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Photo: Paul Macapia

Wake

2004

Richard Serra

American, born 1939

For Richard Serra, space is a substance as tangible as sculpture. He uses materials and scale to alter perception and to engage the body, encouraging consciousness of our relation to space. The towering, curved steel forms of Wake were achieved with computer imaging and machines that manufacture ship hulls, including a demilitarized machine that once made French nuclear submarines. It is composed of five identical modules, each with two S-shaped sections positioned in inverted relation to one another—gently curving serpentines of convex and concave parts that suggest tidal waves or profiles of battleships. The surface of acid-washed, weather-proof steel reinforces this industrial effect. Wake's powerful silhouette belies a complex configuration of parts: the whole cannot be known at once, only experienced with physical movement and progressively over time.


10 plates, 5 sets of locked toroid forms, weatherproof steel, each set, overall: 14 ft. 1 1/4 in. x 48 ft. 4 in. x 6 ft. 4 3/8 in.; overall installation: 14 ft. 1/4 in. H. x 125 ft. L x 46 ft. W. ; plate thickness 2"; weight: 30 tons (each plate), Purchased with funds from Jeffrey and Susan Brotman, Virginia and Bagley Wright, Ann Wyckoff and the Modern Art Acquisition Fund, in honor of the 75th Anniversary of the Seattle Art Museum, 2004.94, © Richard Serra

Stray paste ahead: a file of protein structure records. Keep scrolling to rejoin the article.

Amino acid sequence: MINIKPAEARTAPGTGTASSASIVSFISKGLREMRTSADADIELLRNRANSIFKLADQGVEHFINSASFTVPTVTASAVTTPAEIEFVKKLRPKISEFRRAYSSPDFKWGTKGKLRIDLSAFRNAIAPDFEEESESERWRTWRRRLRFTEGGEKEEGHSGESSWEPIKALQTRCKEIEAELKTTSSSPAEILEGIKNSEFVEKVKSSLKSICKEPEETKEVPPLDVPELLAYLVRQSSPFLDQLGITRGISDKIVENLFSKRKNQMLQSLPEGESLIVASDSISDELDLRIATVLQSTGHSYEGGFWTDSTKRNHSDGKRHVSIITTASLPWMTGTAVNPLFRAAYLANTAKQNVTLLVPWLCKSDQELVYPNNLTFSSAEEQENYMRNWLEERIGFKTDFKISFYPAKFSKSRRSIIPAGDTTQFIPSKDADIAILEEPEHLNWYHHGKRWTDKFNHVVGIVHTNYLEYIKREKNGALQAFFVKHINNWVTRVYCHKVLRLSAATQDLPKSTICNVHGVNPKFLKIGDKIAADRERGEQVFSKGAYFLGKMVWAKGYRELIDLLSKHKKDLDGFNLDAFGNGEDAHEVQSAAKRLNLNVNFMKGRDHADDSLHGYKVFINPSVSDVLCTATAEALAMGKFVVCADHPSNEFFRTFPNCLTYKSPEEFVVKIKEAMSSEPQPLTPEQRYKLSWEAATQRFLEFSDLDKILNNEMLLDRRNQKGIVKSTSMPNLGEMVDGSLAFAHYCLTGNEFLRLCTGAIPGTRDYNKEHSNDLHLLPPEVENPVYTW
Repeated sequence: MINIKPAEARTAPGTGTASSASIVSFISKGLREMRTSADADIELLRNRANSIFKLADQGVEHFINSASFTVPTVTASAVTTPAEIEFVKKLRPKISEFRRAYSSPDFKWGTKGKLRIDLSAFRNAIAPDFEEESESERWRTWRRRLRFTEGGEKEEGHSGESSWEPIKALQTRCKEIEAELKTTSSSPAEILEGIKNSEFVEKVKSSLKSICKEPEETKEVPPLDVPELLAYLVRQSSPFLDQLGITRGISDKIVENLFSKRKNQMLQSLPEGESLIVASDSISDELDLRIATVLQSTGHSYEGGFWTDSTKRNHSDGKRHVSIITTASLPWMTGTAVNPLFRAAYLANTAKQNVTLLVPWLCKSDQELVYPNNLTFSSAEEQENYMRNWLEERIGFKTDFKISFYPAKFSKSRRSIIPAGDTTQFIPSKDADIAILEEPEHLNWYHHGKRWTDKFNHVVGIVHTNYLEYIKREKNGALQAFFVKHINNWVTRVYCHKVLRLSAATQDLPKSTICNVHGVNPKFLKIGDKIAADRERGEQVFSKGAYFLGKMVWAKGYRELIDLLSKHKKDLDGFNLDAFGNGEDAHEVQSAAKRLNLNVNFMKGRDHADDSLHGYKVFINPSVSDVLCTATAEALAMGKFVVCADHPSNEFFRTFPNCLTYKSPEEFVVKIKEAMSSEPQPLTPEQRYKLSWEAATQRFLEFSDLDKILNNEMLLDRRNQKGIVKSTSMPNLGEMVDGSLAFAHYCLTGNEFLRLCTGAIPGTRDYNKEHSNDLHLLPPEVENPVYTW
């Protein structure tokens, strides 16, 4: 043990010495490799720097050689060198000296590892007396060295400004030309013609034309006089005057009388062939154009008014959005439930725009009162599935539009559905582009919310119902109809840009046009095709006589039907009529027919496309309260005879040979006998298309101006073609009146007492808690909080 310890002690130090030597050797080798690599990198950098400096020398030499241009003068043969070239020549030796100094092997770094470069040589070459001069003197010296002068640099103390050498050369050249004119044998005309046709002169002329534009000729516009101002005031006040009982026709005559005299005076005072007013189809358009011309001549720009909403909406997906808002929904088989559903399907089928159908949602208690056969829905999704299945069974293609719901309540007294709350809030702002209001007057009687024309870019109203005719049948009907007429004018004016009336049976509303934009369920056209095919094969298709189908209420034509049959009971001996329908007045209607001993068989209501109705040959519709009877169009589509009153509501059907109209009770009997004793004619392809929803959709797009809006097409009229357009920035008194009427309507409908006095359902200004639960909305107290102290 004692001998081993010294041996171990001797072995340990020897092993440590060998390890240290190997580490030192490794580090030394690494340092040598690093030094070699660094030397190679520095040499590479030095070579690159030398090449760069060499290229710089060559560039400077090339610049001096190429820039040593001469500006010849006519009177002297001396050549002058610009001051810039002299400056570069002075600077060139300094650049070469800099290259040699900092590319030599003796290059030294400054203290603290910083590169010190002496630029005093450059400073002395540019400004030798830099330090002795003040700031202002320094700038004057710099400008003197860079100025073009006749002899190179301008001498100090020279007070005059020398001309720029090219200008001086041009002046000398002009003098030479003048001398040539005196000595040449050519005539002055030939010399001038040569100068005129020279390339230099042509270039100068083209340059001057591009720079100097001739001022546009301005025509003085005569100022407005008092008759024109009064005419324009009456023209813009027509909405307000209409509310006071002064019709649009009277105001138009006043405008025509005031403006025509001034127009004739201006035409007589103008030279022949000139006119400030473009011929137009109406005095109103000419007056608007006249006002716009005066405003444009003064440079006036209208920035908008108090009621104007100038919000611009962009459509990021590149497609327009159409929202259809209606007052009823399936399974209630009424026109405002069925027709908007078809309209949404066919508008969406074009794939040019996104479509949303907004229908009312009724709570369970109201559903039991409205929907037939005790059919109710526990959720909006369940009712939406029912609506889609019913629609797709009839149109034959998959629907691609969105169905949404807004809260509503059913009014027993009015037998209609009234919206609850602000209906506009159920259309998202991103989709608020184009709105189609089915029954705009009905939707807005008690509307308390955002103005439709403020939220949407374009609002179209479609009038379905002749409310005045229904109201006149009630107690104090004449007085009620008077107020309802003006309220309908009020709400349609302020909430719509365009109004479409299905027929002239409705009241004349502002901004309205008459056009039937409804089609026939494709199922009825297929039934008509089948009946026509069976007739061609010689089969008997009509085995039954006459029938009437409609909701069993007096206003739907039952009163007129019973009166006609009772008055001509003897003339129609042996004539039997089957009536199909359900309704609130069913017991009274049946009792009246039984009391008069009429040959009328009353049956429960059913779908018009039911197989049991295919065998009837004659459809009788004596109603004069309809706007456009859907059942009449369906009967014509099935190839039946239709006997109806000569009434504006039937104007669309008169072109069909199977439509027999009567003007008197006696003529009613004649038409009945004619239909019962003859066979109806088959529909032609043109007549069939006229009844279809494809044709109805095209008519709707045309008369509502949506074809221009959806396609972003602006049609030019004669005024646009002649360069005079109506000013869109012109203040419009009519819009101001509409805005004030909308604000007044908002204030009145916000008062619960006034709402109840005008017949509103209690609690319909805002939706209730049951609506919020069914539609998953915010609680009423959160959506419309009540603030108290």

Provenance: [Gagosian Gallery, New York]; purchased from gallery by Seattle Art Museum (funds from donors), 2004

location
Now on view at Olympic Sculpture Park
http://www1.seattleartmuseum.org/eMuseum/media/full/2004.94.jpg

Photo: Paul Macapia

Photo: Joshua M. White

Photo: Joshua M. White

Photo: Joshua M. White

http://www1.seattleartmuseum.org/eMuseum/media/full/2004.94_02cc.jpg

© Benjamin Benschneider
Photo: Benjamin Benschneider

Photo: Paul Macapia

What's important is you moving between them, through them, and around them as they undulate; it's your body moving in relation to their surface that moves.

Richard Serra

"Each module is identical and comprised of two S-sections, which are inverted in relationship to each other..."

"What's important is you moving between them, through them, and around them as they undulate; it's your body moving in relation to their surface that moves."

—Richard Serra

Artist

Richard Serra

American, born 1939

Born in San Francisco, Richard Serra studied at the University of California, Berkeley and graduated from the University of California, Santa Barbara in 1961 with a BA in English literature. He supported himself by working in steel mills. In 1964 he graduated from Yale University with a BFA and MFA, traveling to Paris and then, on a Fulbright Fellowship, to Florence, Italy. He divides his time between New York and Nova Scotia.

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